If the primitive function of an integrand can be found it is always best to take advantage of the fundamental theorem of calculus.
In order to be able to determine integrals whose indefinte integrals(primitive functions) cannot be found immediately some of the following motions can be useful:
- variablesubstitution: This method can be developed by integrating the chain rule:
- d/dx(f(g(x)) = f´(g(x)) g'(x) This gives:
∫f'(g(x))g'(x)dx = f((g(x)) + C
Then perform the substitution u = g(x). If we differentiate this we get du = g'(x) dx.
Substitution in the integral above yields the following:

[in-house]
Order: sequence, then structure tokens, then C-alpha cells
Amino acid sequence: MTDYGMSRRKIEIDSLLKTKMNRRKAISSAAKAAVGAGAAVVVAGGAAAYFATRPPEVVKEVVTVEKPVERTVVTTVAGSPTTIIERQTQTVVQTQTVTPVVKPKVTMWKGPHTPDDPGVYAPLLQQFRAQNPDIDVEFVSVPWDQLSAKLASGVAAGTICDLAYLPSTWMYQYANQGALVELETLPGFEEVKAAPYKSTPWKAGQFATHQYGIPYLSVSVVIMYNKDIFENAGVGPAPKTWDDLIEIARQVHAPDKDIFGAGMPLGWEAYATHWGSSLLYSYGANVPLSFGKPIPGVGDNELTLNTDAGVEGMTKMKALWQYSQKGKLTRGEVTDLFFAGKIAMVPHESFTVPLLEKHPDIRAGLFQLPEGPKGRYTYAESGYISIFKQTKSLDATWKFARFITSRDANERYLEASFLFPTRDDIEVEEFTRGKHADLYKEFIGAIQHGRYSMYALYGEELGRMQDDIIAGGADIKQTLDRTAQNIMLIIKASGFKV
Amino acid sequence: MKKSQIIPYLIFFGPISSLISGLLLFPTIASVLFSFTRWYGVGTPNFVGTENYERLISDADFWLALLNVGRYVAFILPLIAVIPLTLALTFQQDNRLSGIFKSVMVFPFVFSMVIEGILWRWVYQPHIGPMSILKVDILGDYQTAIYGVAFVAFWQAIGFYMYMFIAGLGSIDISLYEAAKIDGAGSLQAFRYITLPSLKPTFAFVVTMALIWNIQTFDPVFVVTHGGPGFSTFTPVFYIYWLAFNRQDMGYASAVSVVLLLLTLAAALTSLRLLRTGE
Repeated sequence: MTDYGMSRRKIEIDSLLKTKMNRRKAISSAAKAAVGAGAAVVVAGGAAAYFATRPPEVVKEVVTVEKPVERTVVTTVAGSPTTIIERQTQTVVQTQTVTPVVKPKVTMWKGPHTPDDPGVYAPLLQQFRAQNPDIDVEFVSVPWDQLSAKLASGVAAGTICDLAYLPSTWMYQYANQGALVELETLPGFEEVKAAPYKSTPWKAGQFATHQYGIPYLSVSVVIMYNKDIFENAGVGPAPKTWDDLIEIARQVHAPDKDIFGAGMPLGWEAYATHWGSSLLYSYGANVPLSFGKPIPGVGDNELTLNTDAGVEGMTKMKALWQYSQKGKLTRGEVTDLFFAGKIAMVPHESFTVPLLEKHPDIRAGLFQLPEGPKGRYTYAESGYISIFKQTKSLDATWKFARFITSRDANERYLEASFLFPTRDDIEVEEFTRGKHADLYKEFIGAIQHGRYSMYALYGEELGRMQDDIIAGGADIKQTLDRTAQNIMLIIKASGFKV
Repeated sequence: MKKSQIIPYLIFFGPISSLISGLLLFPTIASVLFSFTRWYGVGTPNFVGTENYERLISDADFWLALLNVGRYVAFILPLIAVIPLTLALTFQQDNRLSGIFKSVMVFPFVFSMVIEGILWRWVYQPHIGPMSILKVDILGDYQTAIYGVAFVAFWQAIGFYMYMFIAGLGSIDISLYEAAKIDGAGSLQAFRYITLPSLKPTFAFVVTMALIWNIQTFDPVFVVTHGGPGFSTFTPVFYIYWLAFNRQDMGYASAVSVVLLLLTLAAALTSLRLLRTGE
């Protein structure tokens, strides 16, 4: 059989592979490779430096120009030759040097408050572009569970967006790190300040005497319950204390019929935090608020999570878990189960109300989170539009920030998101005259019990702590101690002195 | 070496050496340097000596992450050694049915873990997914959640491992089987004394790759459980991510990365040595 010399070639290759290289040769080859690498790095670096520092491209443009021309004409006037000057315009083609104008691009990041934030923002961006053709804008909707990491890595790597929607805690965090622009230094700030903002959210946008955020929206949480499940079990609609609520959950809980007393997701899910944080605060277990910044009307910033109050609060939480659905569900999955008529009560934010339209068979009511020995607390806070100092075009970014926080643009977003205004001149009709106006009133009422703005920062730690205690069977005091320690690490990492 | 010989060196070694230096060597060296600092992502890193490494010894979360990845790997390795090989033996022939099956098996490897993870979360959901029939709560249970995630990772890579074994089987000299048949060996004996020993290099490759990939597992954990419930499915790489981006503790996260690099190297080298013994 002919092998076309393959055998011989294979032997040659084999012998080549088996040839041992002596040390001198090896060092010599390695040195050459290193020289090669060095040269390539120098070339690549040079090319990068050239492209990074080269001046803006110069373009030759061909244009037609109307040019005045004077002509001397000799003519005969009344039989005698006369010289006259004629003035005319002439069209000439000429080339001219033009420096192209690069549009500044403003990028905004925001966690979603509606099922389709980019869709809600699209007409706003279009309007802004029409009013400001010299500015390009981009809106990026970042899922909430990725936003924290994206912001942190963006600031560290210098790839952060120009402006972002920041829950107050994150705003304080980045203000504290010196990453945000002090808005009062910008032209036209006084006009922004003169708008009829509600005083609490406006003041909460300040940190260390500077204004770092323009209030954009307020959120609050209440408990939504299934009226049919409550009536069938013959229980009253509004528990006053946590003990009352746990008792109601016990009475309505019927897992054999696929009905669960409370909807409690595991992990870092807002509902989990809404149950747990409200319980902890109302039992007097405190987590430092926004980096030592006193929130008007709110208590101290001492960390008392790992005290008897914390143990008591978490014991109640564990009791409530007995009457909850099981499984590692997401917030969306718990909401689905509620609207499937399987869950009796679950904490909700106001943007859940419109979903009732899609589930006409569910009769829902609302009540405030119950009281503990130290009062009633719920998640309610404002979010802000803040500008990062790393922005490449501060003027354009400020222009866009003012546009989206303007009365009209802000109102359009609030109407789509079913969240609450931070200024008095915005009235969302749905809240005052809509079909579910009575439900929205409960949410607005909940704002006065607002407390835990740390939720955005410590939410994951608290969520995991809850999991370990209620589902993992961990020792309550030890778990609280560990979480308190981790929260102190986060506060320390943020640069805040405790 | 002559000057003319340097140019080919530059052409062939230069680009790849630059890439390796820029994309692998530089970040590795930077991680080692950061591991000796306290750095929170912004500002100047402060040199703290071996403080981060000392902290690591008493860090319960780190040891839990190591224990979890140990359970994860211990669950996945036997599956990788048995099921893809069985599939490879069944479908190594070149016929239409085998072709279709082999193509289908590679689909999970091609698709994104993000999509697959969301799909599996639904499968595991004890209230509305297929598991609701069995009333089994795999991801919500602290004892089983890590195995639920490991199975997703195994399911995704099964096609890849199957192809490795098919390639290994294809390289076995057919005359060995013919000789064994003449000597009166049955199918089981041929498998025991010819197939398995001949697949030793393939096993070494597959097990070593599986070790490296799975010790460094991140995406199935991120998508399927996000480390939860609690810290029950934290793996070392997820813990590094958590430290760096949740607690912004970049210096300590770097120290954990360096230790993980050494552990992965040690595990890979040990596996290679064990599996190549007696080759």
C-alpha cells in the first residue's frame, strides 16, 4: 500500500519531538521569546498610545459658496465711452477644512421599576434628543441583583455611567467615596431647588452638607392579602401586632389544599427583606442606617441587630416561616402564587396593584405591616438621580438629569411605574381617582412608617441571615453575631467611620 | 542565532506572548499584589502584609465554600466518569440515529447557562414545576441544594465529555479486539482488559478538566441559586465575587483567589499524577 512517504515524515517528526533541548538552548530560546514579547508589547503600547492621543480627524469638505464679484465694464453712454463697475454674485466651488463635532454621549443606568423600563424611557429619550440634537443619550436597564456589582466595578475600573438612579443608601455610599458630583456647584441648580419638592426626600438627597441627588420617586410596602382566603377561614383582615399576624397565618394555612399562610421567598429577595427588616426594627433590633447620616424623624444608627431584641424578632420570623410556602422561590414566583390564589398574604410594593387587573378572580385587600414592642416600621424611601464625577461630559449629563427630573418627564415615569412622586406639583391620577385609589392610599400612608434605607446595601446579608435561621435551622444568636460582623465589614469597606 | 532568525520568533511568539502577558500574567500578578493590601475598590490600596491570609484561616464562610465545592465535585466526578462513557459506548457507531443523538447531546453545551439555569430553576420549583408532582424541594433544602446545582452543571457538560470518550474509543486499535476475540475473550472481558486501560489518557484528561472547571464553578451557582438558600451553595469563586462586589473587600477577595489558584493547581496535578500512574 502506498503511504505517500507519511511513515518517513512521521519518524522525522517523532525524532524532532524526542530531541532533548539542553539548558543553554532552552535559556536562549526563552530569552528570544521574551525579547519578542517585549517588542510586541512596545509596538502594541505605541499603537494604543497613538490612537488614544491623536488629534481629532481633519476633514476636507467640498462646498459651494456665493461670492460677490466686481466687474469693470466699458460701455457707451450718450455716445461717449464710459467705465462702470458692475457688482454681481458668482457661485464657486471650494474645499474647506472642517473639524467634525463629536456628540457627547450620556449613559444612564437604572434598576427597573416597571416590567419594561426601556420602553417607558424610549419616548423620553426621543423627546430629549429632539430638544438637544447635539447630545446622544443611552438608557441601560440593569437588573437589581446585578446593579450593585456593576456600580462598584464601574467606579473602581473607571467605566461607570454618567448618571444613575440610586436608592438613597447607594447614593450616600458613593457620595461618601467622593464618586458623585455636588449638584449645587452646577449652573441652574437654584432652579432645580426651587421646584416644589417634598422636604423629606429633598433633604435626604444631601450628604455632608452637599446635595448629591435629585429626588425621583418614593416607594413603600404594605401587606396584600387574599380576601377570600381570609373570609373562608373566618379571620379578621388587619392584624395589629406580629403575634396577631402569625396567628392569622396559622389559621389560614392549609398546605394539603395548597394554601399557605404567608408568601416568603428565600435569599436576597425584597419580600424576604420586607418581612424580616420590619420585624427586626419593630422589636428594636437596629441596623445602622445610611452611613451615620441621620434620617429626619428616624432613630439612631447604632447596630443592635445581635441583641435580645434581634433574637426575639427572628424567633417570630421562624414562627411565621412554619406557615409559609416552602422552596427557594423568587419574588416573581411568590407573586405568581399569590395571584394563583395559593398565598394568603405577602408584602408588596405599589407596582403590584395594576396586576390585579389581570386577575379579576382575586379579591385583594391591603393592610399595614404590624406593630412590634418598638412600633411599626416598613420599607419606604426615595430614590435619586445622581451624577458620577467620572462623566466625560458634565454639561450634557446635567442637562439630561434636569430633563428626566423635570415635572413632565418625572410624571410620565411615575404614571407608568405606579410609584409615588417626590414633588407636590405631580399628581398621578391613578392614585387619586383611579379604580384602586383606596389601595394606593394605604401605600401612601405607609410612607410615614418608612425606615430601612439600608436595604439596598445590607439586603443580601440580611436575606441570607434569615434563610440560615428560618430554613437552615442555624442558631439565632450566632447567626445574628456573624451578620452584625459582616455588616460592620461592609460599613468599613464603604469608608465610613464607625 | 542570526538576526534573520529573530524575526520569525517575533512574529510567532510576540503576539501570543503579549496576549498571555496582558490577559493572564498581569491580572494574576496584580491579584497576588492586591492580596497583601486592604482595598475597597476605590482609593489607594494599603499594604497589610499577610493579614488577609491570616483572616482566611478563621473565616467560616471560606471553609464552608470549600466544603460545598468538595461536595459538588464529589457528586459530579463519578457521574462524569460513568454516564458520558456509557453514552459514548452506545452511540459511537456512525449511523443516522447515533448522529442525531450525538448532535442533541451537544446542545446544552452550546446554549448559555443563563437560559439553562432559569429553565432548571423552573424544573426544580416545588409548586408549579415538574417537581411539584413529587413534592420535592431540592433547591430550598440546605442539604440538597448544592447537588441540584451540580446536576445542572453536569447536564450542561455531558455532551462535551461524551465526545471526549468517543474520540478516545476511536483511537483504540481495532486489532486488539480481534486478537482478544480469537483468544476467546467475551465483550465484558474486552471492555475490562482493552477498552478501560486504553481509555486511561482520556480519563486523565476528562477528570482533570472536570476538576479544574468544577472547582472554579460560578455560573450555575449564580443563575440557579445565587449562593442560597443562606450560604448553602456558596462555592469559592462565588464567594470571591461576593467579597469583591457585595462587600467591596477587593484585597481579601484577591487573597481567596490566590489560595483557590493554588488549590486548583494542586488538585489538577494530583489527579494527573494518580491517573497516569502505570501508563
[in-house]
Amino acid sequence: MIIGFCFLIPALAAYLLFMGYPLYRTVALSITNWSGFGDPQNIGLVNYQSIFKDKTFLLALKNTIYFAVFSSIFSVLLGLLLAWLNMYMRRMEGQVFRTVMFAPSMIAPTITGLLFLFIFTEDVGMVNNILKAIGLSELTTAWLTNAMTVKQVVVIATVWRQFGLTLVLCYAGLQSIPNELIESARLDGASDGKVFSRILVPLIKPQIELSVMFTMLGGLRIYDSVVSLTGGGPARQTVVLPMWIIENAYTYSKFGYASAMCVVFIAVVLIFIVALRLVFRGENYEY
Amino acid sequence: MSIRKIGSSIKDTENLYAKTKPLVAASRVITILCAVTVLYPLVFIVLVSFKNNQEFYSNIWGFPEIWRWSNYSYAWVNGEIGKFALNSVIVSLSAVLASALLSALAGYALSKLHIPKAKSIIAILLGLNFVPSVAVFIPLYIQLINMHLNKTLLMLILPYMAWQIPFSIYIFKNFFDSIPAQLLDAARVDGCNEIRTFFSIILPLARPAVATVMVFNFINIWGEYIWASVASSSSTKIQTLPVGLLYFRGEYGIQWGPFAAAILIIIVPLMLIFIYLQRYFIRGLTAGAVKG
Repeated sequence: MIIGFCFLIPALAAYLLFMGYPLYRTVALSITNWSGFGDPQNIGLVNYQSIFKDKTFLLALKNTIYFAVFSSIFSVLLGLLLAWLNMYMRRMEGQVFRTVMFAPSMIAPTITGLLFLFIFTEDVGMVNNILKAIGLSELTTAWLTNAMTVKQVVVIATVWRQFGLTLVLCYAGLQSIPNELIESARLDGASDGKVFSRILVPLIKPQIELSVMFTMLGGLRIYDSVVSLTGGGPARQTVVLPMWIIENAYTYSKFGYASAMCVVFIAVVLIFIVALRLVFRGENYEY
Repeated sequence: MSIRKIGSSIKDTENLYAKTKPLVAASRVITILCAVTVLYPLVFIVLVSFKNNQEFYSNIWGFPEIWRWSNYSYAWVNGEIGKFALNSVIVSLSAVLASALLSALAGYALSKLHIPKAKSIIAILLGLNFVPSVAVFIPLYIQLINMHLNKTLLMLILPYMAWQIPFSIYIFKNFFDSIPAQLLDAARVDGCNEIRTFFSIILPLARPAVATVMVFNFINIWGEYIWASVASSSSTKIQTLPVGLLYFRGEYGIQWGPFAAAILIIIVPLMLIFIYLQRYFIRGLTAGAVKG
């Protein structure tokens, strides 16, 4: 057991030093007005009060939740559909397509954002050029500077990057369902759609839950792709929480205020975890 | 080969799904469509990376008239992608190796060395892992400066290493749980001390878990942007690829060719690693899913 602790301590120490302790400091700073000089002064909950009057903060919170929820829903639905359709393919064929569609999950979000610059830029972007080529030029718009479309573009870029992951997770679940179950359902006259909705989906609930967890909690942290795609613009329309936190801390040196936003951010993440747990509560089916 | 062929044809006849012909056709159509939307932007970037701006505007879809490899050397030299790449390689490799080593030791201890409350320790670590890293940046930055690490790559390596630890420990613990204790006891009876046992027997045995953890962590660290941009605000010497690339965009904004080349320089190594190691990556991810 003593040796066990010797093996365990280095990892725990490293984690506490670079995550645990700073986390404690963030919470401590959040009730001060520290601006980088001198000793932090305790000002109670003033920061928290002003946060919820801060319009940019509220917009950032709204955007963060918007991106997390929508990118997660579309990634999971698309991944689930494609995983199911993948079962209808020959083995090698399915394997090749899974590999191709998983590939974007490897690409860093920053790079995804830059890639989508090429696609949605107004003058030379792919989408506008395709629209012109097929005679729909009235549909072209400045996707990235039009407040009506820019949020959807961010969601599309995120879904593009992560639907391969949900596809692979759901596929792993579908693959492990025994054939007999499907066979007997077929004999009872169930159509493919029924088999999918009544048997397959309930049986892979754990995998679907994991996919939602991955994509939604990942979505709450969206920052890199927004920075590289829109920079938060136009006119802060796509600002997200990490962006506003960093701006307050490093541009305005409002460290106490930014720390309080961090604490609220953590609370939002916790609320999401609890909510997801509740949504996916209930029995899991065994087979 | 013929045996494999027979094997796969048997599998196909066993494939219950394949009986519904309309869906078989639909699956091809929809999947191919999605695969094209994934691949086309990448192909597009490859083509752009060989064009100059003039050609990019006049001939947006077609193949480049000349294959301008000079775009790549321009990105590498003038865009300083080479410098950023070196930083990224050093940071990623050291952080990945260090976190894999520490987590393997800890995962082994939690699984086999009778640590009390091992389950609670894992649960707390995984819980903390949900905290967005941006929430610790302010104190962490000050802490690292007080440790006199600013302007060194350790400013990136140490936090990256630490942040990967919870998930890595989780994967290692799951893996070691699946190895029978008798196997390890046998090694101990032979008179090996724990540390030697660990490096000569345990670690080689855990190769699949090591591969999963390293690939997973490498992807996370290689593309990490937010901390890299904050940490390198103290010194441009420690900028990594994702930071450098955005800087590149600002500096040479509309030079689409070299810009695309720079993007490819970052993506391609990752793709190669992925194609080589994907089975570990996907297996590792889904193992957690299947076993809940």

∫ f(g(x)) g'(x) dx = ∫f ‘(u) du = f(u) + C
substituting back to g(x) and we have the answer: f((g(x)) + C.
Example: Determine ∫x/(x2+1)dx
This integral can be dealt with tby using the substitution
u = x2 + 1.
Then du = 2x dx → x dx = du/2.
Substitution transforms the integral to: ∫du/(2u) = ln|u| + C.
√Substituting back gives us the answer: 0,5·ln|x2 +1| + C = ln√(x2 + 1).